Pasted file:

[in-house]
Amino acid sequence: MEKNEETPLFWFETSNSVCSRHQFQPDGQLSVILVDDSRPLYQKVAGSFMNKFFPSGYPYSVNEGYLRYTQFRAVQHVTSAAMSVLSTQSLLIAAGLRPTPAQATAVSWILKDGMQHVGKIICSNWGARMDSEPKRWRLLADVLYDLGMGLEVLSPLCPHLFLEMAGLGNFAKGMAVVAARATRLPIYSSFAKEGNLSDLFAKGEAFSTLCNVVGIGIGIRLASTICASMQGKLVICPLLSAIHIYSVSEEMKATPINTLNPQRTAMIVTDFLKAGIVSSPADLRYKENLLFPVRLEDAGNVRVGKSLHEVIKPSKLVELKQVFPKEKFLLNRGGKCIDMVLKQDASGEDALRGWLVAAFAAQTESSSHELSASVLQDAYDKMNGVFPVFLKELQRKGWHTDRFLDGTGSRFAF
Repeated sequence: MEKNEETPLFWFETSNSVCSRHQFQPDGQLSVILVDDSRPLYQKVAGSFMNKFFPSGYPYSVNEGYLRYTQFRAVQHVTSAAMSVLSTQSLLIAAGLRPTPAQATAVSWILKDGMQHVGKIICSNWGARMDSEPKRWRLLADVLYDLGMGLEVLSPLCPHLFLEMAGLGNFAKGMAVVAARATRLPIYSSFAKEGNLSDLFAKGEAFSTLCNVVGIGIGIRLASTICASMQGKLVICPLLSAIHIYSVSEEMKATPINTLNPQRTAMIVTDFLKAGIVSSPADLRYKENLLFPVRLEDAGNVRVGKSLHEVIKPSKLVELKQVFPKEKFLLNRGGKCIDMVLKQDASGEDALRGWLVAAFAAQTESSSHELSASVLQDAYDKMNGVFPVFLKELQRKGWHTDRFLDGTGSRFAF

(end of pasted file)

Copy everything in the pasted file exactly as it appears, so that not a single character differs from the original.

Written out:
[in-house]
Amino acid sequence: MEKNEETPLFWFETSNSVCSRHQFQPDGQLSVILVDDSRPLYQKVAGSFMNKFFPSGYPYSVNEGYLRYTQFRAVQHVTSAAMSVLSTQSLLIAAGLRPTPAQATAVSWILKDGMQHVGKIICSNWGARMDSEPKRWRLLADVLYDLGMGLEVLSPLCPHLFLEMAGLGNFAKGMAVVAARATRLPIYSSFAKEGNLSDLFAKGEAFSTLCNVVGIGIGIRLASTICASMQGKLVICPLLSAIHIYSVSEEMKATPINTLNPQRTAMIVTDFLKAGIVSSPADLRYKENLLFPVRLEDAGNVRVGKSLHEVIKPSKLVELKQVFPKEKFLLNRGGKCIDMVLKQDASGEDALRGWLVAAFAAQTESSSHELSASVLQDAYDKMNGVFPVFLKELQRKGWHTDRFLDGTGSRFAF
Repeated sequence: MEKNEETPLFWFETSNSVCSRHQFQPDGQLSVILVDDSRPLYQKVAGSFMNKFFPSGYPYSVNEGYLRYTQFRAVQHVTSAAMSVLSTQSLLIAAGLRPTPAQATAVSWILKDGMQHVGKIICSNWGARMDSEPKRWRLLADVLYDLGMGLEVLSPLCPHLFLEMAGLGNFAKGMAVVAARATRLPIYSSFAKEGNLSDLFAKGEAFSTLCNVVGIGIGIRLASTICASMQGKLVICPLLSAIHIYSVSEEMKATPINTLNPQRTAMIVTDFLKAGIVSSPADLRYKENLLFPVRLEDAGNVRVGKSLHEVIKPSKLVELKQVFPKEKFLLNRGGKCIDMVLKQDASGEDALRGWLVAAFAAQTESSSHELSASVLQDAYDKMNGVFPVFLKELQRKGWHTDRFLDGTGSRFAF